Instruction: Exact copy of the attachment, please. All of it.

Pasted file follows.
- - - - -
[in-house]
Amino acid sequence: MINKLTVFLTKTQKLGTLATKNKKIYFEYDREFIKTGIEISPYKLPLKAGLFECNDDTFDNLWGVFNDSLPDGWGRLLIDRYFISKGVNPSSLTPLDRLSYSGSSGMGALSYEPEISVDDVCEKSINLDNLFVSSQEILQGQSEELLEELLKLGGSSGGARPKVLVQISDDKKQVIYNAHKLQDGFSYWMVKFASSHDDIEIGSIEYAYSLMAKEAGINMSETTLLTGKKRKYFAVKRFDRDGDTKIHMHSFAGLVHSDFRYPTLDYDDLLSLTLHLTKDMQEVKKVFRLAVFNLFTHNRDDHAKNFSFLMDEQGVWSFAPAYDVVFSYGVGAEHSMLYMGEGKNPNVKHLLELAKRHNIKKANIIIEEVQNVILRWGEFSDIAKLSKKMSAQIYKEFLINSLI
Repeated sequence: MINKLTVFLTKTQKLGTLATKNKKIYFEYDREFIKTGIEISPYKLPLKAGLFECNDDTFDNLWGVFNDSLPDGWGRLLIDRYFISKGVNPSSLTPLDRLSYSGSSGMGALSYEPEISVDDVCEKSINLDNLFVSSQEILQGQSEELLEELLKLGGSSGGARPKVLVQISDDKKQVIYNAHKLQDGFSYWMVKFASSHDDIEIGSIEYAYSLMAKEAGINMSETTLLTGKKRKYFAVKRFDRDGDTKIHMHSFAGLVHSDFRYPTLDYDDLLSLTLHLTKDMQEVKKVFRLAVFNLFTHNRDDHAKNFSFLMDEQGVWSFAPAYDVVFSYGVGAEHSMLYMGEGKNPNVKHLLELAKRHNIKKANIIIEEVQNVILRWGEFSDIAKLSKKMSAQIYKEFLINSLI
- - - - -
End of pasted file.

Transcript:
[in-house]
Amino acid sequence: MINKLTVFLTKTQKLGTLATKNKKIYFEYDREFIKTGIEISPYKLPLKAGLFECNDDTFDNLWGVFNDSLPDGWGRLLIDRYFISKGVNPSSLTPLDRLSYSGSSGMGALSYEPEISVDDVCEKSINLDNLFVSSQEILQGQSEELLEELLKLGGSSGGARPKVLVQISDDKKQVIYNAHKLQDGFSYWMVKFASSHDDIEIGSIEYAYSLMAKEAGINMSETTLLTGKKRKYFAVKRFDRDGDTKIHMHSFAGLVHSDFRYPTLDYDDLLSLTLHLTKDMQEVKKVFRLAVFNLFTHNRDDHAKNFSFLMDEQGVWSFAPAYDVVFSYGVGAEHSMLYMGEGKNPNVKHLLELAKRHNIKKANIIIEEVQNVILRWGEFSDIAKLSKKMSAQIYKEFLINSLI
Repeated sequence: MINKLTVFLTKTQKLGTLATKNKKIYFEYDREFIKTGIEISPYKLPLKAGLFECNDDTFDNLWGVFNDSLPDGWGRLLIDRYFISKGVNPSSLTPLDRLSYSGSSGMGALSYEPEISVDDVCEKSINLDNLFVSSQEILQGQSEELLEELLKLGGSSGGARPKVLVQISDDKKQVIYNAHKLQDGFSYWMVKFASSHDDIEIGSIEYAYSLMAKEAGINMSETTLLTGKKRKYFAVKRFDRDGDTKIHMHSFAGLVHSDFRYPTLDYDDLLSLTLHLTKDMQEVKKVFRLAVFNLFTHNRDDHAKNFSFLMDEQGVWSFAPAYDVVFSYGVGAEHSMLYMGEGKNPNVKHLLELAKRHNIKKANIIIEEVQNVILRWGEFSDIAKLSKKMSAQIYKEFLINSLI